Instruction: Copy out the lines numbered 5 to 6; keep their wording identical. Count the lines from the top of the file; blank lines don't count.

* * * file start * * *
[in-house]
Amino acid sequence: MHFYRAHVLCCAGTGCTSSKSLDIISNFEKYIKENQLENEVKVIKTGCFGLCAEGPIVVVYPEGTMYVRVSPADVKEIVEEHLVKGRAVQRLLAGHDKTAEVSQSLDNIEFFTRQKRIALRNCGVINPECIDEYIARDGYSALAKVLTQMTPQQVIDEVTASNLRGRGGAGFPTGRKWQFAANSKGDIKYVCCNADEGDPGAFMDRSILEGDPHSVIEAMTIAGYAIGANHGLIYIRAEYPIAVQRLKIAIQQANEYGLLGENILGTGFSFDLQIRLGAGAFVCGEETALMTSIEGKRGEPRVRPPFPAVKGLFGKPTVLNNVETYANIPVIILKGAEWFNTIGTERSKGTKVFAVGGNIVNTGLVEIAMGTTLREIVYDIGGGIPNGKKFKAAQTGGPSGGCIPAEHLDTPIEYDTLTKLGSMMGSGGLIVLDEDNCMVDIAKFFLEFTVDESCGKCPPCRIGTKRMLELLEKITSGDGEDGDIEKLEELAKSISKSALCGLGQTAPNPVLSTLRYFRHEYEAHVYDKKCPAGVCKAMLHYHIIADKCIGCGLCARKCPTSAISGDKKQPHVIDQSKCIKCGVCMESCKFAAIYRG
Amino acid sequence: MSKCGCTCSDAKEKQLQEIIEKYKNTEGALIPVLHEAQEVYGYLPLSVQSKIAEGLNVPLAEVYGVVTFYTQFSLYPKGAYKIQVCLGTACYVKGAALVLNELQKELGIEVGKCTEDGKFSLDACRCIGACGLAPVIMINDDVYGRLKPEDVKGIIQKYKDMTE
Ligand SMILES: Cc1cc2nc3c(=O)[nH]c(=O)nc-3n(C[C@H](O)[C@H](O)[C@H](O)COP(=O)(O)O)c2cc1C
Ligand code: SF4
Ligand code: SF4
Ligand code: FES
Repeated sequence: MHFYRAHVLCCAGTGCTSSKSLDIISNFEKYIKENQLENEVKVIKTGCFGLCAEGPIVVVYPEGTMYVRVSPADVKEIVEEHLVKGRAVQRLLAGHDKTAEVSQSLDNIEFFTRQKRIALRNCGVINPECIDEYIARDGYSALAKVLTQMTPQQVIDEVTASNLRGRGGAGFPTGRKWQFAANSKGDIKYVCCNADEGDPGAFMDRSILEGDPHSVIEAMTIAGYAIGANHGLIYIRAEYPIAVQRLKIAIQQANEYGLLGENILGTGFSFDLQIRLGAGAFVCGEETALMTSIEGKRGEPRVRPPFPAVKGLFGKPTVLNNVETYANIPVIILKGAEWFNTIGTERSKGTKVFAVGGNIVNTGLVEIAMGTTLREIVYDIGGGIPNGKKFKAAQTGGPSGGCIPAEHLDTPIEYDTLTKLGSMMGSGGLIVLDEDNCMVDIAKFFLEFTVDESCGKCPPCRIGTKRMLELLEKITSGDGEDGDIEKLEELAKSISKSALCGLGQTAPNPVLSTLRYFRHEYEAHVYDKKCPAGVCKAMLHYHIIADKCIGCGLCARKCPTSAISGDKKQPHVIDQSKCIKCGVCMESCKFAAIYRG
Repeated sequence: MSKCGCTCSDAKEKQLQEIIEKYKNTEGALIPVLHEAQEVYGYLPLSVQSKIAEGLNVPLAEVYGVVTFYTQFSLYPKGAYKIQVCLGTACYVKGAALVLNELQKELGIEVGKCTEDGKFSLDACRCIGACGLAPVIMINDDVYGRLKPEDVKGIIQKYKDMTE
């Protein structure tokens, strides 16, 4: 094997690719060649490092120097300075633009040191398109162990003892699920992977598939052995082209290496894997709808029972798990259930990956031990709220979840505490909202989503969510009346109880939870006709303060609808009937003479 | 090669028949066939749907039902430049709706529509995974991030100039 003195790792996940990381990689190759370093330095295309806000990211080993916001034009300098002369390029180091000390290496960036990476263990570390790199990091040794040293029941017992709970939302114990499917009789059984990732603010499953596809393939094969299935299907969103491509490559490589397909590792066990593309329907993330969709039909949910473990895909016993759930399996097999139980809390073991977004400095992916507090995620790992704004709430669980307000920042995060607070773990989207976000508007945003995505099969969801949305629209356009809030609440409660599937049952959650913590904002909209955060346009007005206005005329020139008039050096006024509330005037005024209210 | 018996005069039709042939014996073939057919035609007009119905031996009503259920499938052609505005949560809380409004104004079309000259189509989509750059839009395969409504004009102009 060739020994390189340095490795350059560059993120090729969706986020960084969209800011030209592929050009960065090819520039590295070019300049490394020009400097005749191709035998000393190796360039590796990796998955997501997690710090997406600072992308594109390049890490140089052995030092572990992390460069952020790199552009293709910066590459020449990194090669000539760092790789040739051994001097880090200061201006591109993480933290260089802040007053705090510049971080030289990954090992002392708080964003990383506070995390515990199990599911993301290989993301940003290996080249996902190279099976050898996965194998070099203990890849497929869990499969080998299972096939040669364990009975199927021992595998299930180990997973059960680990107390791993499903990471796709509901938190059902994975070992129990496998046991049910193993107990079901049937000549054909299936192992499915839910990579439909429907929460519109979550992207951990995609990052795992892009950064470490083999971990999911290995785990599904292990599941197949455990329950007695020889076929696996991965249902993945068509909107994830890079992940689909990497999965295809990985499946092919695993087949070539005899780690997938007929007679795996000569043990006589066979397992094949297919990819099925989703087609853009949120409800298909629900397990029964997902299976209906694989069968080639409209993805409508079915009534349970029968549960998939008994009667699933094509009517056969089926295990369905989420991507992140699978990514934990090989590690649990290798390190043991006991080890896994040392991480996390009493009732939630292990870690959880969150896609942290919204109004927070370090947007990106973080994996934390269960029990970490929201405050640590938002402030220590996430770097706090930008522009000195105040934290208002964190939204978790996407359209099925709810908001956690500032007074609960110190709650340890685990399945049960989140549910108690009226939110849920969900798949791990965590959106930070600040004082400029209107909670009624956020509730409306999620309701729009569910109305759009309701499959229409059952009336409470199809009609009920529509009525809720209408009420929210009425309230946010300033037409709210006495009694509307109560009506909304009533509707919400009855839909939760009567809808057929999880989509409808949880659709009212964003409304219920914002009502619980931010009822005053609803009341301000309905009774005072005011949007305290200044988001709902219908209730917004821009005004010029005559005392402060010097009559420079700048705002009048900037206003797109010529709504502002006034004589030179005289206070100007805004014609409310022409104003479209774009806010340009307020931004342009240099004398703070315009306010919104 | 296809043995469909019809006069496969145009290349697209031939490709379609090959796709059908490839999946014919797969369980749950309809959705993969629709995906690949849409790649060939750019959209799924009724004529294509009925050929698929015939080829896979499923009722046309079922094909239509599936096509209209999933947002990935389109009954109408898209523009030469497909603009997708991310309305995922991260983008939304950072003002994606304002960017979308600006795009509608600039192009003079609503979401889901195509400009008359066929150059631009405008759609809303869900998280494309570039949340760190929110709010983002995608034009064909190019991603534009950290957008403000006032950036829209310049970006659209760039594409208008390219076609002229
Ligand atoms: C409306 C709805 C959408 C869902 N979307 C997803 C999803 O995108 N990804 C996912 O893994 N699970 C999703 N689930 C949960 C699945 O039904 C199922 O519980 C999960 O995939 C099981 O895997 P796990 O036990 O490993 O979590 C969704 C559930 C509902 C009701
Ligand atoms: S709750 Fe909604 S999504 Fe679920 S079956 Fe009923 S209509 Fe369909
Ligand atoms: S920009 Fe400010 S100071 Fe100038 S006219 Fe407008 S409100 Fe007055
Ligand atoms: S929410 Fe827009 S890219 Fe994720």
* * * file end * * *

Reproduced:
Ligand code: SF4
Ligand code: SF4